“When another person makes you suffer, it is because he suffers deeply within himself, and his suffering is spilling over. He does not need punishment; he needs help. That’s the message he is sending.” — Thich Nhat Hanh

Is there anything more frustrating or distressing for parents than sibling rivalry? The question repeatedly asked is: “How can I stop my kids’ fighting?” Whether it’s an intact family or two homes after divorce, sibling dynamics can bring parents to their knees, compelling them to intervene. Yet children’s evolving needs will certainly affect how they relate to each other. Given parents are their children’s role models, their effective management of conflict, anger and frustration carries considerable weight. Fortunately, most sibling rivalries can be resolved between the children, particularly if parents remain neutral, without playing favorites.

Being fair is not the same as being equal. If parents believe they need to do or give the same to each child, they’re not honoring each child’s unique needs, based on age, level of responsibilities, and demands. Rather than trying to “fix” feelings of jealousy or contempt, acknowledge it’s hard for them to see another sibling having something that they would also like. There’s no way to give your children what they consider their “fair share” of attention, discipline, time, or responsiveness. Listen, without judgment or lecturing, to your child’s complaints and needs. Notice if there’s anything you could do differently to ease what’s going on in the family. They might not be so demanding if you at least understand their perspective. This doesn’t mean you have to agree, just listen and acknowledge their feelings, providing an environment in which your children can cooperate, rather than compete with each other. Competition with siblings represents their perspective that the other sibling is loved more, gets more, is favored, etc. It might be difficult to maintain a neutral position, if you find yourself aligning with one child against the other.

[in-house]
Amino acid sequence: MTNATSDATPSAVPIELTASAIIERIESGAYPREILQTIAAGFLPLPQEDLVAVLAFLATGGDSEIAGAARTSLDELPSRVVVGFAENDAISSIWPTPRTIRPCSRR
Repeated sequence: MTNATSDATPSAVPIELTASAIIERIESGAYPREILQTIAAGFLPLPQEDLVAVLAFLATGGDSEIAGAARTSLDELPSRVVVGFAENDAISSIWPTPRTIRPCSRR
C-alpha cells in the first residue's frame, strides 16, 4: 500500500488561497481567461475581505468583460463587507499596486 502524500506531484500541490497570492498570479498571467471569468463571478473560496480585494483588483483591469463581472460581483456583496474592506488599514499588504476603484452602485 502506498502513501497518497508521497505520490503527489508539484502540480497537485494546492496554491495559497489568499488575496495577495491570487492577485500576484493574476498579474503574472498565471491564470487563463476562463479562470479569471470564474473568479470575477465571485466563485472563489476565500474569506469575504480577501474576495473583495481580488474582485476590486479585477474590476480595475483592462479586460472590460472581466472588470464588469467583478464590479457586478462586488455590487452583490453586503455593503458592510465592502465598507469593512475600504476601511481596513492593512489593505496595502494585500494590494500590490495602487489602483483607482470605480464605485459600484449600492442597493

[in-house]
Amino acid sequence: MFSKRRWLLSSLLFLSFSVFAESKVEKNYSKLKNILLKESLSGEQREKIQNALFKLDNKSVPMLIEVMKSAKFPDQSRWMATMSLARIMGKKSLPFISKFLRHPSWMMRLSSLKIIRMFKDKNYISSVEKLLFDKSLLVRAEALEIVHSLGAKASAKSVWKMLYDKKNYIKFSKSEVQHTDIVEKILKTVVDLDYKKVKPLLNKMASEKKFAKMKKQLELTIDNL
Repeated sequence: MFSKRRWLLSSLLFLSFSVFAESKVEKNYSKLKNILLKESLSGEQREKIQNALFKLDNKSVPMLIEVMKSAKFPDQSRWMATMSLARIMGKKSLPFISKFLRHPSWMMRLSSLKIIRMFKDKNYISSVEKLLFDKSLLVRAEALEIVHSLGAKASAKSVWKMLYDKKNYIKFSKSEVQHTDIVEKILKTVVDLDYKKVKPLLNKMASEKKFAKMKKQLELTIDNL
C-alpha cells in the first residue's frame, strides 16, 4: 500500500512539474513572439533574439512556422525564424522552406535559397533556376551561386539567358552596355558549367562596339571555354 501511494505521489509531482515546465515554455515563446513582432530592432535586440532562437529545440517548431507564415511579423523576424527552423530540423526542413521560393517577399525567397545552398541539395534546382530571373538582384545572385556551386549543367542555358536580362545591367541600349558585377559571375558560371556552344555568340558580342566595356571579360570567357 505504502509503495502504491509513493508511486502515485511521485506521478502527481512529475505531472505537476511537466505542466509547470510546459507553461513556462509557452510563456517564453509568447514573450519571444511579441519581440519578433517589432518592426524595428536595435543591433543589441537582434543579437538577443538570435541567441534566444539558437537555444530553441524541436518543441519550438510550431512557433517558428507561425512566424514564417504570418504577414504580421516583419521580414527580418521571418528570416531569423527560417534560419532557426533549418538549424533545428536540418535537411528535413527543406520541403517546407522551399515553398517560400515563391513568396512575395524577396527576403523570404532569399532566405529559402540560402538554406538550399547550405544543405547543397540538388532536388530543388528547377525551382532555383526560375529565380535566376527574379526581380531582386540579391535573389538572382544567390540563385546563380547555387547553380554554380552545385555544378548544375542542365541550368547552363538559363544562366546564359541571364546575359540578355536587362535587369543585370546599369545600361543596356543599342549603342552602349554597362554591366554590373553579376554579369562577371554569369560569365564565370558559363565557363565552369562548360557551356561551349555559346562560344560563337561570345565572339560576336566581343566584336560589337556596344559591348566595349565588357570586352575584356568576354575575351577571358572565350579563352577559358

While siblings can have very strong feelings toward each other, their battles may not always be as innocent or as healthy as we believe. It’s important to observe whether the fighting is crossing a serious line. When an older sibling is bullying a younger one, we can’t expect children to consistently work it out. That said, we know that children who bully are typically insecure, lost, sad children. There’s emotional pain, a longing to be accepted, and a need to make contact. Unfortunately, the only way this child has learned he might achieve that is through aggressive, mean, sometimes even violent behavior. Consider whether you’re contributing to the problem rather than addressing something more serious. Is the co-parenting relationship contentious, with your children becoming the casualties? Are you assuming the role of judge and jury in their battles, determining the perpetrator and victim? Is one or both parents deflecting stress onto an older child, with a “trickle-down” effect? If rivalry is escalating to a dangerous level, with one child being physically hurt, do you separate them until they have calmed down? Do you then guide them in resolving their differences, without judgment or criticism? They’re expressing a need to be heard and understood.

Keep in mind that sometimes children fight simply to get their parents’ attention. When parents are constantly distracted (with screen time or other diversions), avoiding connection with their children, it’s no surprise their behavior becomes more challenging, aggressive. Just as adults want the attention of a partner, spouse, or friend to be fully present, expect children to want the same. However, bullies are usually insecure, oppressed themselves. Somewhere in their lives, they’re either victims of bullying and shaming or witnessing adults bullying, being aggressive. Their home environment may provide inconsistent, punitive consequences, with parents typically less affectionate, less supportive. There might be high conflict between parents and/or between a parent and child. The need for a child to bully her sibling indicates she’s having a problem. At the root of her harassment is some need that’s not being met. Unconsciously looking for acceptance, not feeling good enough, she deflects the stress inherent in her life circumstances onto an easy scapegoat. Important to note is that a bully can easily turn his victim’s life into a chronic nightmare. These children behave aggressively, while some are just “mean-spirited,” selecting a smaller, more sensitive sibling as prey. The effects can be lifelong and, in many cases, permanently damage self-esteem. The tormenting sometimes involves physical threats or intimidation by pushing, tripping, etc., or verbal abuse. It might stay under the radar, or might be openly acted out. Fear of the bully only increases her power. Teaching conflict agreement might not be sufficient, as the bullying sibling “is suffering deeply within himself,” needing additional help and guidance from a professional.

“Being able to resolve conflicts peacefully is one of the greatest strengths we can give our children.” — Fred Rogers